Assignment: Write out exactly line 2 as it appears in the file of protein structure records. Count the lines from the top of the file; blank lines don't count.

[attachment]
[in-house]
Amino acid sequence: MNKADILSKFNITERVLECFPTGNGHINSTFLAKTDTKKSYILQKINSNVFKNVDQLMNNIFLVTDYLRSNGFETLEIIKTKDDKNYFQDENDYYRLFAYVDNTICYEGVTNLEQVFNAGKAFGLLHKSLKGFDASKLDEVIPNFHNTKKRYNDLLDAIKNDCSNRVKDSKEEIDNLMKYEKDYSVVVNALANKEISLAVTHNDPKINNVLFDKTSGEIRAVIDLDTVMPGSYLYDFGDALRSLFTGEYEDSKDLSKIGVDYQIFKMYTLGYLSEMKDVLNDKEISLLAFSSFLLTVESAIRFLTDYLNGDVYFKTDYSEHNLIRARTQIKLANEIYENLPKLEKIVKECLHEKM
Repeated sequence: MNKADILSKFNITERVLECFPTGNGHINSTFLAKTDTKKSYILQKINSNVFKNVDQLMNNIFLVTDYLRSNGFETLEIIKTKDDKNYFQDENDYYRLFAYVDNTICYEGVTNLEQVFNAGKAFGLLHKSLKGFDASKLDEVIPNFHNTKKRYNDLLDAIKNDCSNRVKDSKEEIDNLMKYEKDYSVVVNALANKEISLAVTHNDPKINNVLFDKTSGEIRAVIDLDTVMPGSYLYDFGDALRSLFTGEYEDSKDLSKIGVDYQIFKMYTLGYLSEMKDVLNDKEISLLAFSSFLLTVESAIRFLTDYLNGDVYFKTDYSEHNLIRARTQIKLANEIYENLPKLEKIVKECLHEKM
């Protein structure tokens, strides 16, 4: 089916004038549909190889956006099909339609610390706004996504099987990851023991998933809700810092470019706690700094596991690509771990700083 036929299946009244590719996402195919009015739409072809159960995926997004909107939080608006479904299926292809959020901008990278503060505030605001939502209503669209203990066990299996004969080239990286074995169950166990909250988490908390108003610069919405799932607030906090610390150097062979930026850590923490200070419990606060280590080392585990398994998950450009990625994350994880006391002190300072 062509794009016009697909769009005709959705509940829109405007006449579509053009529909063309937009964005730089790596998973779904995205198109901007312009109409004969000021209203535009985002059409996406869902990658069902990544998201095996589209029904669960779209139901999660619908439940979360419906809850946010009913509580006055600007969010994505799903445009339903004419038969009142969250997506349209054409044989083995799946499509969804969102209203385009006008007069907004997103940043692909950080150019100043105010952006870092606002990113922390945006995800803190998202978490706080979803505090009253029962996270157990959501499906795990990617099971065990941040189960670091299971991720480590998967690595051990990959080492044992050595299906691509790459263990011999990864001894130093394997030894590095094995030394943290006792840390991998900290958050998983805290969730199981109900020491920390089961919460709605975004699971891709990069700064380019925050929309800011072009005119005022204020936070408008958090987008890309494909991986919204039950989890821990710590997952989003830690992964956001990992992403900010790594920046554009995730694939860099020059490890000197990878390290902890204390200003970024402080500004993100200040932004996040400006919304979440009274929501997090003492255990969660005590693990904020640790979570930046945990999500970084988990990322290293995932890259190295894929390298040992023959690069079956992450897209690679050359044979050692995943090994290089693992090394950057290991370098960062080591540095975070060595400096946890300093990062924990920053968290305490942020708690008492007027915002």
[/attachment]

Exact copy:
Amino acid sequence: MNKADILSKFNITERVLECFPTGNGHINSTFLAKTDTKKSYILQKINSNVFKNVDQLMNNIFLVTDYLRSNGFETLEIIKTKDDKNYFQDENDYYRLFAYVDNTICYEGVTNLEQVFNAGKAFGLLHKSLKGFDASKLDEVIPNFHNTKKRYNDLLDAIKNDCSNRVKDSKEEIDNLMKYEKDYSVVVNALANKEISLAVTHNDPKINNVLFDKTSGEIRAVIDLDTVMPGSYLYDFGDALRSLFTGEYEDSKDLSKIGVDYQIFKMYTLGYLSEMKDVLNDKEISLLAFSSFLLTVESAIRFLTDYLNGDVYFKTDYSEHNLIRARTQIKLANEIYENLPKLEKIVKECLHEKM